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Defeat should not take away from India's feat

By Asif Iqbal
March 24, 2003 19:52 IST
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It is sad India's bold and spirited World Cup campaign ended not with a bang but a whimper. I think nobody would deny that the better team won by playing better cricket and on the day itself, the Australians never allowed India into the game at any stage.

I would not blame Ganguly for winning the toss and deciding to have a bowl, for with a touch of moisture on the wicket and clouds above, Lee and McGrath would have been a handful. Nor do I think that his considerations for inserting the opposition were entirely defensive. The Indian seamers have spearheaded this Indian World Cup campaign by some excellent display of controlled fast medium bowling and Ganguly would be fully justified in feeling that he had the firepower to exploit the conditions.

But for the first time in the tournament India's seamers had an off day. Whether it was due to the pressure of the occasion or nerves or because they were trying too hard -- in Zaheer's case it was almost certainly the last named -- they started off with a disastrous first over in which 15 runs were conceded, enabling the Aussies to take control in the earliest stages of the game. Once the Australians have taken control it is the devil's own job to get it back from them. They kept going at almost seven an over and even though they lost two wickets in fairly quick succession shortly after the 100 mark, it made little difference because of their galloping run rate.

Ponting led his men from the front and batted brilliantly and when people bat brilliantly, they create their luck as they go along, which is exactly what the Aussies did. From the Indians there was too much that was short and the Australians were being given width with a regularity that meant that with each passing over, India was falling further behind.

Indeed, by the half way mark, the writing was clearly on the wall. It was clear the Australians were going to get well in excess of 325 and had batted the Indians out of the final.

In a high pressure game -- and it does not get any more high pressure than a World Cup final -- a score of 260 plus puts a side firmly in the driving seat. The final Australian tally of 359 put them virtually beyond the winning post.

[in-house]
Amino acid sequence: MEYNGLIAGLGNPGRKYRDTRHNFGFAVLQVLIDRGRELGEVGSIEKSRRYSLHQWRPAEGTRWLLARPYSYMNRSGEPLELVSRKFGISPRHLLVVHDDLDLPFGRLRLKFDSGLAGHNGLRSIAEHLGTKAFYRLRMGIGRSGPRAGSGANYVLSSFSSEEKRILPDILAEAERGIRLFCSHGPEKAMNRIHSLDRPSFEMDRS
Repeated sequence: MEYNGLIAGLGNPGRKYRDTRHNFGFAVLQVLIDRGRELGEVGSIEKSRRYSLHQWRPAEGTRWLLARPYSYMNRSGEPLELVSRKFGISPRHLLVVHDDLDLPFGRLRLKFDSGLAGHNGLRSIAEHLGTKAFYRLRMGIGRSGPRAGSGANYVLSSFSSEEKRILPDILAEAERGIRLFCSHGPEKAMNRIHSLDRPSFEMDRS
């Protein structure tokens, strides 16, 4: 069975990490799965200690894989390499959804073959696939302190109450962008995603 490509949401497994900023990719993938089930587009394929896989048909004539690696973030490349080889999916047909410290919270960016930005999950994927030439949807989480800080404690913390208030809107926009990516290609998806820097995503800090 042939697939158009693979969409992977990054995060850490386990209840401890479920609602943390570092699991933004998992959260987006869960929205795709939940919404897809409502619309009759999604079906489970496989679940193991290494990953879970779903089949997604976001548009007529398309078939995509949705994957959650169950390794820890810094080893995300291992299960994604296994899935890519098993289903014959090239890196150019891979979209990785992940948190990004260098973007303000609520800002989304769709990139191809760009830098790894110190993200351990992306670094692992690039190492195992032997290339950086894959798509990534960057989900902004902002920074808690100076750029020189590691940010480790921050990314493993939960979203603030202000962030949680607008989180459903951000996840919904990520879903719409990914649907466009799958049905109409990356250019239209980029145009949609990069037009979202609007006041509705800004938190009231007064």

If India had a ghost of a chance thereafter, it lay in Tendulkar playing an absolute blinder and when he came out to bat, he knew it. He thumped McGrath for a superb four to mid-wicket but in trying to repeat the shot, misjudged the length and skied a simple catch.

He is the world's best batsman, but even he is human and the task demanded too much, even of him. His dismissal sealed it for Australia and although Sehwag and Dravid showed courage in their spirited fightback, even the most unreasonable of optimists would not have thought that their task was possible. After Sehwag's run out, it was only a matter of going through the motions for the scorebook.

But the disappointment of the final should not take away from what Ganguly and his men achieved in South Africa. They have won the right to be considered the second best cricketing nation in the world and, coming on the back of a home series defeat at the hands of the West Indies and a disastrous tour of New Zealand, that must surely be much more than most people expected. They lost only two matches in this World Cup -- both to the best side in the world -- and their all round performance must give their fans heart, for they have the nucleus of an excellent side that will surely serve Indian cricket well for many years to come.

In Zaheer and Nehra they have two potential match winners and if Javagal Srinath can be persuaded to continue for some time, I am sure that will help their development considerably. There is both talented youth and experience in this batting line up and the youth could not ask for two better players to be groomed under than Sachin Tendulkar and Rahul Dravid. They need a good allrounder for the one-day lineup and perhaps a second spinner now that Kumble's career seems to be coming to a close.

Losing a World Cup final can be very disappointing, but one hopes that emotions do not cloud the magnificent achievements of this Indian side, and that they are given the credit they so richly deserve for these achievements.

Asif Iqbal is the former captain of Kent and Pakistan


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